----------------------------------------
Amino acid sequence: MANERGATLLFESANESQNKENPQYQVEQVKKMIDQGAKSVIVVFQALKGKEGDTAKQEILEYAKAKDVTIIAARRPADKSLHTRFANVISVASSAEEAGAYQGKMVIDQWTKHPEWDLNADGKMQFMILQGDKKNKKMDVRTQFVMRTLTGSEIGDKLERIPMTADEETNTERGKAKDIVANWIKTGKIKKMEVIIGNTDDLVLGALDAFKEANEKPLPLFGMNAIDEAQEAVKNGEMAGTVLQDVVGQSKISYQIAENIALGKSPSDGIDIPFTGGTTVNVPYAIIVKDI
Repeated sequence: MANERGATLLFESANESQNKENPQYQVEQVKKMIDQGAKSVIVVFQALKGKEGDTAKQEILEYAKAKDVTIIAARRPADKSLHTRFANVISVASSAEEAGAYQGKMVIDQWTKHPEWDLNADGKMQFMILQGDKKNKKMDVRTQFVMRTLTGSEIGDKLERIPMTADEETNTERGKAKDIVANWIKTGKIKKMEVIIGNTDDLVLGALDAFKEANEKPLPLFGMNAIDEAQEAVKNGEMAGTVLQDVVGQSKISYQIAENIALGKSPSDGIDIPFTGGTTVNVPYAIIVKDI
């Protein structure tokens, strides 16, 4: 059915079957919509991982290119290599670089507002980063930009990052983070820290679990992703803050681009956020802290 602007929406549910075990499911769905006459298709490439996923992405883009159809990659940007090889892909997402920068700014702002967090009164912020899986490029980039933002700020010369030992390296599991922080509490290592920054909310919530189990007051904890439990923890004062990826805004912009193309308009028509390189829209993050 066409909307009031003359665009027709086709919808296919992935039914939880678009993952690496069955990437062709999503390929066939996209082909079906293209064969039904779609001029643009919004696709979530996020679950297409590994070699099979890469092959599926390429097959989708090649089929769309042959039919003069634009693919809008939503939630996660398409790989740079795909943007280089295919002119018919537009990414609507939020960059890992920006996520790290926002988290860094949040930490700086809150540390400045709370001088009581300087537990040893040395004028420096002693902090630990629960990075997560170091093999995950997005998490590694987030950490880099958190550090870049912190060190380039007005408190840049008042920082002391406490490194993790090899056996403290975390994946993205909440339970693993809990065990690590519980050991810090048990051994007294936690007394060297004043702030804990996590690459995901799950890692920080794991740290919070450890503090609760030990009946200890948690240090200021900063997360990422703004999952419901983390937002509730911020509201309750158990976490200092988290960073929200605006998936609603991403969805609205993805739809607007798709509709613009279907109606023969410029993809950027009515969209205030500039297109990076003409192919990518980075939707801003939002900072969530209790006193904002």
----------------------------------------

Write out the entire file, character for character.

Amino acid sequence: MANERGATLLFESANESQNKENPQYQVEQVKKMIDQGAKSVIVVFQALKGKEGDTAKQEILEYAKAKDVTIIAARRPADKSLHTRFANVISVASSAEEAGAYQGKMVIDQWTKHPEWDLNADGKMQFMILQGDKKNKKMDVRTQFVMRTLTGSEIGDKLERIPMTADEETNTERGKAKDIVANWIKTGKIKKMEVIIGNTDDLVLGALDAFKEANEKPLPLFGMNAIDEAQEAVKNGEMAGTVLQDVVGQSKISYQIAENIALGKSPSDGIDIPFTGGTTVNVPYAIIVKDI
Repeated sequence: MANERGATLLFESANESQNKENPQYQVEQVKKMIDQGAKSVIVVFQALKGKEGDTAKQEILEYAKAKDVTIIAARRPADKSLHTRFANVISVASSAEEAGAYQGKMVIDQWTKHPEWDLNADGKMQFMILQGDKKNKKMDVRTQFVMRTLTGSEIGDKLERIPMTADEETNTERGKAKDIVANWIKTGKIKKMEVIIGNTDDLVLGALDAFKEANEKPLPLFGMNAIDEAQEAVKNGEMAGTVLQDVVGQSKISYQIAENIALGKSPSDGIDIPFTGGTTVNVPYAIIVKDI
């Protein structure tokens, strides 16, 4: 059915079957919509991982290119290599670089507002980063930009990052983070820290679990992703803050681009956020802290 602007929406549910075990499911769905006459298709490439996923992405883009159809990659940007090889892909997402920068700014702002967090009164912020899986490029980039933002700020010369030992390296599991922080509490290592920054909310919530189990007051904890439990923890004062990826805004912009193309308009028509390189829209993050 066409909307009031003359665009027709086709919808296919992935039914939880678009993952690496069955990437062709999503390929066939996209082909079906293209064969039904779609001029643009919004696709979530996020679950297409590994070699099979890469092959599926390429097959989708090649089929769309042959039919003069634009693919809008939503939630996660398409790989740079795909943007280089295919002119018919537009990414609507939020960059890992920006996520790290926002988290860094949040930490700086809150540390400045709370001088009581300087537990040893040395004028420096002693902090630990629960990075997560170091093999995950997005998490590694987030950490880099958190550090870049912190060190380039007005408190840049008042920082002391406490490194993790090899056996403290975390994946993205909440339970693993809990065990690590519980050991810090048990051994007294936690007394060297004043702030804990996590690459995901799950890692920080794991740290919070450890503090609760030990009946200890948690240090200021900063997360990422703004999952419901983390937002509730911020509201309750158990976490200092988290960073929200605006998936609603991403969805609205993805739809607007798709509709613009279907109606023969410029993809950027009515969209205030500039297109990076003409192919990518980075939707801003939002900072969530209790006193904002």